teacher; Donald Gage, pointing to the globe; June Hall and Maxine
The schoold is now centralized with the Bemus Point scools which gives
pupils on completion of their grammar shcool work, the opportunity to
continue studies through the high school grades.
Stockton District 5
The Stockton-Ellery District School No. 5, which is now centralized
with the Cassadaga Valley Central School, is located on the improved
highway running between Sinclairville and Mayville, about one half
miles west of Centralia, from which it gets its name.
The original school in this district was a little red building of which
very little is known. The school is said to have been old a the
time the township of Stockton was organzied, which was in 1821.
Many of the meetings of the organizing committee were in the school
house where plans were discussed for the new township.
In 1845 the district voted to build a new school house two years later,
in 1847, the present land site was bought from Henry Rhinehart.
For the next thirty years the school matter could never be brought to a
vote. The school board consisted of two factions one wanted a new
school, the other didn't. In 1876 the school board voted to build
a new schoolhouse the following year. However the school wasn't
ready until 1878. The old schoolhouse was then sold to G.W.
Barnes for $10.10. He used it for many more years as a horse barn.
The first teacher of this new school was Flora Brunson, who later
became Mrs. William Benedict. Frank Fenner was the school trustee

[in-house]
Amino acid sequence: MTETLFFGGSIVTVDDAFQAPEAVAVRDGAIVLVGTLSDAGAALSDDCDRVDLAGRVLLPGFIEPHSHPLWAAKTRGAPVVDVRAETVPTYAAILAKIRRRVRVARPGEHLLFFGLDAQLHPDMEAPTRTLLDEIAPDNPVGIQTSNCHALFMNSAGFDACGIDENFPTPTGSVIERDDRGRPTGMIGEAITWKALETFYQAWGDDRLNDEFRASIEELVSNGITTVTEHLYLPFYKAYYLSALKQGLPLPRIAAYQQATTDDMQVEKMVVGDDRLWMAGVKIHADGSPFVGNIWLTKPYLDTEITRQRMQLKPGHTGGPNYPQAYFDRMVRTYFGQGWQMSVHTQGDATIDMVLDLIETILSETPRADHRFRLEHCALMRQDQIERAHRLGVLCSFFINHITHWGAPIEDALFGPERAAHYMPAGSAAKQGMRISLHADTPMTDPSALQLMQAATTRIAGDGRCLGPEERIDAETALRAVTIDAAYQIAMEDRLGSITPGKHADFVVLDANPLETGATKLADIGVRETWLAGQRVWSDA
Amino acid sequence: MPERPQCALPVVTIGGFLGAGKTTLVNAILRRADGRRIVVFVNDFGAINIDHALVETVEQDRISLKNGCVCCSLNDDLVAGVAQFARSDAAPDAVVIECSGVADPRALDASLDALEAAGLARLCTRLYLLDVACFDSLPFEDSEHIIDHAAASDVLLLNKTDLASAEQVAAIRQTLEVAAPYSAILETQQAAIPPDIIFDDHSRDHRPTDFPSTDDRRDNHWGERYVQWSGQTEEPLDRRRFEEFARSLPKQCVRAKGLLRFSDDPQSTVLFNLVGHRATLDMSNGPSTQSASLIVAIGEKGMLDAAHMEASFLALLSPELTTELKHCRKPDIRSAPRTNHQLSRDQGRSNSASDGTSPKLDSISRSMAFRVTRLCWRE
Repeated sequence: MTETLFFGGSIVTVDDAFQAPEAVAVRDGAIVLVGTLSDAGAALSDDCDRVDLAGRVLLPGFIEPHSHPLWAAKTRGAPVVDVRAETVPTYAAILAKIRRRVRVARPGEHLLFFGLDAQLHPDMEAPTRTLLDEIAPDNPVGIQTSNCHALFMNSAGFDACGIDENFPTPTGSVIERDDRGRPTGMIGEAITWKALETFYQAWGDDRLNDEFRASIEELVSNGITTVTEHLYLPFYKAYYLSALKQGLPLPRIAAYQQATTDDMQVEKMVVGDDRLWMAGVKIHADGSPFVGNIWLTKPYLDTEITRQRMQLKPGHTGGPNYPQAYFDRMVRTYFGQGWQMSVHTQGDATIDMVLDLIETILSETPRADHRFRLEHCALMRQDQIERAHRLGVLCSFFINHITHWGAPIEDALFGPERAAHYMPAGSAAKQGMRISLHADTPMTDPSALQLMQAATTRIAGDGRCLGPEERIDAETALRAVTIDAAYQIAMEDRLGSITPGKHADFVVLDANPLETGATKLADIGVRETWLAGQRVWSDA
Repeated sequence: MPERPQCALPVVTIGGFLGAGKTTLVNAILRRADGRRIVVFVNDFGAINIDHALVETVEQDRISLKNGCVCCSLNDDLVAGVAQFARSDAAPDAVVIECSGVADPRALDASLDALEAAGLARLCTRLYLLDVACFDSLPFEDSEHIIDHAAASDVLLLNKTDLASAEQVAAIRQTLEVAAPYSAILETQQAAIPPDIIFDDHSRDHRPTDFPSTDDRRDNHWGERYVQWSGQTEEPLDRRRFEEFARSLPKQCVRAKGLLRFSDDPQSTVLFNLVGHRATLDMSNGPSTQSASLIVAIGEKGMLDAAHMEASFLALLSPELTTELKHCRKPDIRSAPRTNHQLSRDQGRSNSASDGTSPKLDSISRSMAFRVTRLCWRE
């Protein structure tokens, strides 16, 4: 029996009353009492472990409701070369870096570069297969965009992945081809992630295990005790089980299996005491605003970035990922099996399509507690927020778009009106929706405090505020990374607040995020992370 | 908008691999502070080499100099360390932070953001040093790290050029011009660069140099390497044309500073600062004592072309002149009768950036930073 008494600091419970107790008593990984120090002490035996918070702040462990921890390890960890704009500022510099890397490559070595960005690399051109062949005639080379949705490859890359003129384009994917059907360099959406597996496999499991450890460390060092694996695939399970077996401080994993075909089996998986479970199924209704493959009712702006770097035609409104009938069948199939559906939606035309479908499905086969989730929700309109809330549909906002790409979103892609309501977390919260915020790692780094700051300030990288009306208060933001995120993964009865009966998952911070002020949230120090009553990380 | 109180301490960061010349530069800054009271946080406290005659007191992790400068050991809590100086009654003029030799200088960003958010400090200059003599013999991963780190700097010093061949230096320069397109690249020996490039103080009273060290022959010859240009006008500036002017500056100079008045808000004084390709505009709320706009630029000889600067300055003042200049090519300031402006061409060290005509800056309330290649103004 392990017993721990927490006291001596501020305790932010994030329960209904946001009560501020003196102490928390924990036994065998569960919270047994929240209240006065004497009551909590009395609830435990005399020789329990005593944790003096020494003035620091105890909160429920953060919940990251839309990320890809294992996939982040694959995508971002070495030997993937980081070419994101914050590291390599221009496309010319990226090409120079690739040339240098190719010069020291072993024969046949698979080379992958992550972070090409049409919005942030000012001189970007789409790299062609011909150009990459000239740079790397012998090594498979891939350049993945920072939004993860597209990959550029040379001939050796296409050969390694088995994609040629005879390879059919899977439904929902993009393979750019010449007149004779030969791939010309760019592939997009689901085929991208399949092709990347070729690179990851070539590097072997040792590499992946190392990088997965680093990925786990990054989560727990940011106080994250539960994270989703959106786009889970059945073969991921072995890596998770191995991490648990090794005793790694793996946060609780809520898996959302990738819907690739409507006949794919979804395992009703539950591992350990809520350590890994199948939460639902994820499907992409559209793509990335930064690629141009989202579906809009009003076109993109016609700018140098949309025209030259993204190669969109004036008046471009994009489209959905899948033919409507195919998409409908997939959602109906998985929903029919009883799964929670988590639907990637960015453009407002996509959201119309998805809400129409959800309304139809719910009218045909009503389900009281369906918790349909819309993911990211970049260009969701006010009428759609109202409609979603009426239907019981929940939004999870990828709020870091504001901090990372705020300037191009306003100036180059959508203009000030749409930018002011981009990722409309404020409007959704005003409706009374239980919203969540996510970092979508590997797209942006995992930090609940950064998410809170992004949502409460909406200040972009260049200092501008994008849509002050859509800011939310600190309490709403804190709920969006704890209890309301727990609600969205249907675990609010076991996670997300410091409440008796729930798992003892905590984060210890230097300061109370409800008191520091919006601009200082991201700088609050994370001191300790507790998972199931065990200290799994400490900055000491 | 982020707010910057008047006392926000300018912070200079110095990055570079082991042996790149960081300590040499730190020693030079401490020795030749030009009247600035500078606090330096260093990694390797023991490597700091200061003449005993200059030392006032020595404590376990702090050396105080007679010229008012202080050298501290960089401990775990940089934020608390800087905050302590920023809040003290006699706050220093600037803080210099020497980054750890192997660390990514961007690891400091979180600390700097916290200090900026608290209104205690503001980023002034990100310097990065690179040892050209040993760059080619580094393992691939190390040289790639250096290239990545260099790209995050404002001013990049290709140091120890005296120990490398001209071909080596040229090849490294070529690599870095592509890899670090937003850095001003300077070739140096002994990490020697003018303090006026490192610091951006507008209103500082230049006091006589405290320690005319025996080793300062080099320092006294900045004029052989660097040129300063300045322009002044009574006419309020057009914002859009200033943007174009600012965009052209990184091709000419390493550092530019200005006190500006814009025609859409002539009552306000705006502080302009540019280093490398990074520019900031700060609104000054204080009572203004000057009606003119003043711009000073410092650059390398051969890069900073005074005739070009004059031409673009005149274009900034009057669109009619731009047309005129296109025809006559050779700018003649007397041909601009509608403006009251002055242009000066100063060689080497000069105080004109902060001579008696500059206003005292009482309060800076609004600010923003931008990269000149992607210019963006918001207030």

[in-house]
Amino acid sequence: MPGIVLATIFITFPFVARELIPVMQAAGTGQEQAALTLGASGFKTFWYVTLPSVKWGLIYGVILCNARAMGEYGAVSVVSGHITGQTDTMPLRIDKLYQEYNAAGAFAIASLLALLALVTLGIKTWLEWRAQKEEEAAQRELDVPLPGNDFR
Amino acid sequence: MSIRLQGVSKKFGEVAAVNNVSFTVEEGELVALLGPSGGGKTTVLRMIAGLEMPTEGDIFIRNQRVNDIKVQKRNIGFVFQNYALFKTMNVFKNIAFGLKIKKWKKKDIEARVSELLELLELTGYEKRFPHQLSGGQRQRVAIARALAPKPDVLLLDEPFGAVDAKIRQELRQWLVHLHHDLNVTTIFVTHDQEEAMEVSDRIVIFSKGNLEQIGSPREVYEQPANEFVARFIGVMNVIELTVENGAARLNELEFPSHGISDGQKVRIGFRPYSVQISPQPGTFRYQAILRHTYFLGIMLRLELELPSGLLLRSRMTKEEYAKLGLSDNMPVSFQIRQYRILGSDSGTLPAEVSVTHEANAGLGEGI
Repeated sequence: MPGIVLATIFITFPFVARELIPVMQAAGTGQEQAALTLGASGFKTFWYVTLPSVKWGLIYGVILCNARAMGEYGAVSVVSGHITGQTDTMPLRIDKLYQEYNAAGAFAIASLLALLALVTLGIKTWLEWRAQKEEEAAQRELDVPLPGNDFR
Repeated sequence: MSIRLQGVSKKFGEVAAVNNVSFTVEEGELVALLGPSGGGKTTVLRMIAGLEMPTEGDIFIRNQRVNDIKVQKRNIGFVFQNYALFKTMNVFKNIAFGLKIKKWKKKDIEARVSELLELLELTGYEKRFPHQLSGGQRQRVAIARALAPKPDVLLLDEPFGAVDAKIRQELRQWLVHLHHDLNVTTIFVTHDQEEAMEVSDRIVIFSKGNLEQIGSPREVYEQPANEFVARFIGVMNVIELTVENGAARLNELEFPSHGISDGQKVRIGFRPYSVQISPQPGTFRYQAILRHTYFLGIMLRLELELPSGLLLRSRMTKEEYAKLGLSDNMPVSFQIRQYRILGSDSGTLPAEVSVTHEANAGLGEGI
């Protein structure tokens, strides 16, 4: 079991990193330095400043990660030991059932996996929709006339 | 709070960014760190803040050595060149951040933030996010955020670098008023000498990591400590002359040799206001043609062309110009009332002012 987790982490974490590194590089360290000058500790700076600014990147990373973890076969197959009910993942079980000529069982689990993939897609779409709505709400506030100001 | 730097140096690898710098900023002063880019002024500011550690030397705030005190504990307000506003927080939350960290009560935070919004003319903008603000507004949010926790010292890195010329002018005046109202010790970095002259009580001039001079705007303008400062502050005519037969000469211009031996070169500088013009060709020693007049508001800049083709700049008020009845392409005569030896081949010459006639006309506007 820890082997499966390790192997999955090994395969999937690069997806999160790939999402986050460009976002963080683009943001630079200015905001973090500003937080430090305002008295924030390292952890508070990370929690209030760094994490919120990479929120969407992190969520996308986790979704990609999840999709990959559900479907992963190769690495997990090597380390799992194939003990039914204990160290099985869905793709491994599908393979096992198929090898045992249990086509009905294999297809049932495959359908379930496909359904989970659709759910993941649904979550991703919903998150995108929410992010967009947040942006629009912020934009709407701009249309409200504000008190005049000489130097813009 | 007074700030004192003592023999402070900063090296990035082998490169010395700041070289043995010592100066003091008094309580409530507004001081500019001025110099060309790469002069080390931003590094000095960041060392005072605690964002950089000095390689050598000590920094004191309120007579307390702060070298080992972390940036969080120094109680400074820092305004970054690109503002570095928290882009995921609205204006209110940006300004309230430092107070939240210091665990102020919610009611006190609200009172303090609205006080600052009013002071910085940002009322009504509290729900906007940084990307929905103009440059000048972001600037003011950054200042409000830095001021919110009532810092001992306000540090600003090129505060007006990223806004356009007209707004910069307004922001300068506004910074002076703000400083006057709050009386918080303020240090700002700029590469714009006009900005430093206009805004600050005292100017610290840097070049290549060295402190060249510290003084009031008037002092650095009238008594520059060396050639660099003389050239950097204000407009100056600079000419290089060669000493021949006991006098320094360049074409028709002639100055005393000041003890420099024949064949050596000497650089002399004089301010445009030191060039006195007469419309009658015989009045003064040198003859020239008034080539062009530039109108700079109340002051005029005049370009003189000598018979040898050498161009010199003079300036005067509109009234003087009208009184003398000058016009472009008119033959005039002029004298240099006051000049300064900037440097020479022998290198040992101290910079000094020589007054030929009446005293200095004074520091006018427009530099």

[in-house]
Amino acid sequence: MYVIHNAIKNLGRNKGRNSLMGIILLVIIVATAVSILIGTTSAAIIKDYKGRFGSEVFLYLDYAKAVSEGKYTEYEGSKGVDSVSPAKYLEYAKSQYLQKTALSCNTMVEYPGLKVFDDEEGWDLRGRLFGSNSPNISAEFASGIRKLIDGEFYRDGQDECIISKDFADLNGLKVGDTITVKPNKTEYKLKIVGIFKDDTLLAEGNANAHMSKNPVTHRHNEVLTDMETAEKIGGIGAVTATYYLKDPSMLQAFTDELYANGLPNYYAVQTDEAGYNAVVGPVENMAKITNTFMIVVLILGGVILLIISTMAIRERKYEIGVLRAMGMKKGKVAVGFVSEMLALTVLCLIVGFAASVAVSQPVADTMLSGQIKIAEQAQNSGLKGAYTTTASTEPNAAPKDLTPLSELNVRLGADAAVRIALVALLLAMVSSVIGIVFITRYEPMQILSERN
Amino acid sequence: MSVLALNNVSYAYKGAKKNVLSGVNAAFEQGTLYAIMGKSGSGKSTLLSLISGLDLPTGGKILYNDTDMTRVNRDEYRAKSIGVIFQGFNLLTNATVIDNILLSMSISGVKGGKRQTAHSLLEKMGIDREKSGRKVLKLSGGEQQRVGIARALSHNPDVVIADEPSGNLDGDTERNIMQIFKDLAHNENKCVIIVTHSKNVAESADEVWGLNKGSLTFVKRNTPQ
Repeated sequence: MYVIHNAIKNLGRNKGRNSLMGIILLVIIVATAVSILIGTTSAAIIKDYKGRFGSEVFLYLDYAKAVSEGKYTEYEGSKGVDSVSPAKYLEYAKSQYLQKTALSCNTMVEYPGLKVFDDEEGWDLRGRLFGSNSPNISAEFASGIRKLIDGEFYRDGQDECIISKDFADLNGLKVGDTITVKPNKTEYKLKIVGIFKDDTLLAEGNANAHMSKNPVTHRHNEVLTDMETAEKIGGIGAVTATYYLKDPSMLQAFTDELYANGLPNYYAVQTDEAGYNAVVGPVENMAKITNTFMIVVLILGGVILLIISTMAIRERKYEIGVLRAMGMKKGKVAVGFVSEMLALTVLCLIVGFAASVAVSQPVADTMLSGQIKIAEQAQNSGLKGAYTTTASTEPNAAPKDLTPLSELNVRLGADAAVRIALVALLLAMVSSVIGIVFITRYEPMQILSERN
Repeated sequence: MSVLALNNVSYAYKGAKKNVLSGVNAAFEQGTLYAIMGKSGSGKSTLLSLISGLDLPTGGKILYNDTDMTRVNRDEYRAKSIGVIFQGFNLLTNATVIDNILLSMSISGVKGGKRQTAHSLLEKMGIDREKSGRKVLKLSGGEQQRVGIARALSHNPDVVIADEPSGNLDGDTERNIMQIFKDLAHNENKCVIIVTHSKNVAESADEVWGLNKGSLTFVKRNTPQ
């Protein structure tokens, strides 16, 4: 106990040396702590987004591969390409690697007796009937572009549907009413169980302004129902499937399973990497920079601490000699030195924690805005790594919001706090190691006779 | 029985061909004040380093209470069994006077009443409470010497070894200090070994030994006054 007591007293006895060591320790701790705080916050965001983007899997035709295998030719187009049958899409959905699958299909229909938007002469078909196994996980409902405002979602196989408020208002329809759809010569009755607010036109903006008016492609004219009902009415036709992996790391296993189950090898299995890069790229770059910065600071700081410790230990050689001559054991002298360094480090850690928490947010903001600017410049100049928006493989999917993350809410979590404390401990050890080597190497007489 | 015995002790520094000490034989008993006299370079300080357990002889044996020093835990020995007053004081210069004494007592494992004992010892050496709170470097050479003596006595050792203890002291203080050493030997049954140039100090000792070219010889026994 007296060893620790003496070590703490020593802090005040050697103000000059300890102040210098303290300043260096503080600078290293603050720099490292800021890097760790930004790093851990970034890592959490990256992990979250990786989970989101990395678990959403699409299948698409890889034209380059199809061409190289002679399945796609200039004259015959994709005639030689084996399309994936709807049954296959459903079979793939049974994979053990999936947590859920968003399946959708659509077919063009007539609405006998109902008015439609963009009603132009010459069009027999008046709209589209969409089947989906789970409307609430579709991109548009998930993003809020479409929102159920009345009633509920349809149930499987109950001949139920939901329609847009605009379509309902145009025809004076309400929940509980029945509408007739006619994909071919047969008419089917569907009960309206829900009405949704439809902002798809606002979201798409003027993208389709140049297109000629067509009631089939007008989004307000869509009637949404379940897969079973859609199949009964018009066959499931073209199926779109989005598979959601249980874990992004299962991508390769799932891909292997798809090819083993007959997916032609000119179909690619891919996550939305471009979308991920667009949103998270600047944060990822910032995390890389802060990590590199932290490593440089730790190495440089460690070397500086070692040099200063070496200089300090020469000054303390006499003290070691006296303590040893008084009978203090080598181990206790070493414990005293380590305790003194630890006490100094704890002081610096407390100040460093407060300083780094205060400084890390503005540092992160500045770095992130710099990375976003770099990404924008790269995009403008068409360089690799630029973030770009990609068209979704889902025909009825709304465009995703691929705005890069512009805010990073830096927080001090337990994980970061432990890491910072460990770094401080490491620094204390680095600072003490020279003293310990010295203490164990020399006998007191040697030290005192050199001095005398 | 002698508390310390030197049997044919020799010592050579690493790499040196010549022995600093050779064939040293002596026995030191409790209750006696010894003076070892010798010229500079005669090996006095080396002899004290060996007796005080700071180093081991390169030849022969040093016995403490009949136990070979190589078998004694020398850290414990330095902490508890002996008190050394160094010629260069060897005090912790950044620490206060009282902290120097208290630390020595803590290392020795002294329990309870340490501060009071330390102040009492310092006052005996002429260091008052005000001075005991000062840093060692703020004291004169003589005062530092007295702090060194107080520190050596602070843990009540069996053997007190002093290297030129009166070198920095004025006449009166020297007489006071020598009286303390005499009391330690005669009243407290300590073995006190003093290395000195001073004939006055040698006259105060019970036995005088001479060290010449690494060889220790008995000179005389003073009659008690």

at that time.
Some of the early minutes show that the parents furnished one-fourth of
a cord of wood for each pupil to partly defray the expense of heating
the school. At the school board meeting a member would be voted
as measurer and inspector of the wood.
The terms of the school were usually three months in the Winter time
starting late in November or early in December and the Summer term
consisted of two or three months, the time designated by the board.
Among the school's early pupils there are included several teachers and
one assemblyman. Professor C.J. Fenner of Buffalo; Professor
Bugbee of Williamsport, Pa.; Professor Lee Hess Barnes, of Titusville,
Pa., and Professor Maurice Brevoort of Virginia, all received their
early training in the common branches, consisting of reading, writing,
spelling, arithmetic and geography. These subjects were voted by
the school board to complete the school's curriculum.
Assemblyman Loyd J. Babcock also spent many of his school days studying in this rural school.
Other people who attended school here and are still living in the
district are F.O. Waite and his childen, Mrs. Earl Brevoort and
children. At the present time the two families have the third
generation now in attendance. Other families are Ben C.
Brevoort's and May Clark's. Marguerite Handron, teacher in the
Fletcher School and Mrs. Rachel Olson now teaching in Falconer learned
their A B C's here. Other people living in Jamestown who went to
school in Centralia are: Lawrence Love, Anna Sherman, Lottie
The first postoffice in the town was near the present school and was
called Oregon. However, through the efforts of the Late Delos
Putnam the name was changed to Centralia, because the town was situated
in the center of the county.
The present pupils apparently all expect to be carpenters. All
take pleasure in manual training which is taught to the whole school by
their teacher. They have made many useful things, such as tie
racks, birdhouses, and cut out wooden dolls with a jig saw. The
pupils are left to right front row: Peggy Olsen, Virginia Carlson,
Donna Brevoort, Joan Adela Griffey, Alma Jean Griffey, and Richard
Snow. In rear, left to right: Marjorie Niles, Ronald
Crandall, Kenneth Niles, Beverly Brevoort, Charles Carlson, Don Snow,
Walter Waite and Miss Eleanor Bloomer, teacher.
Stockton District 8
The earliest history available of the South Stockton district school
No. 8 is in 1858. Jerry Crandall was then a trustee of the
school. It is thought by some of the old time residents that the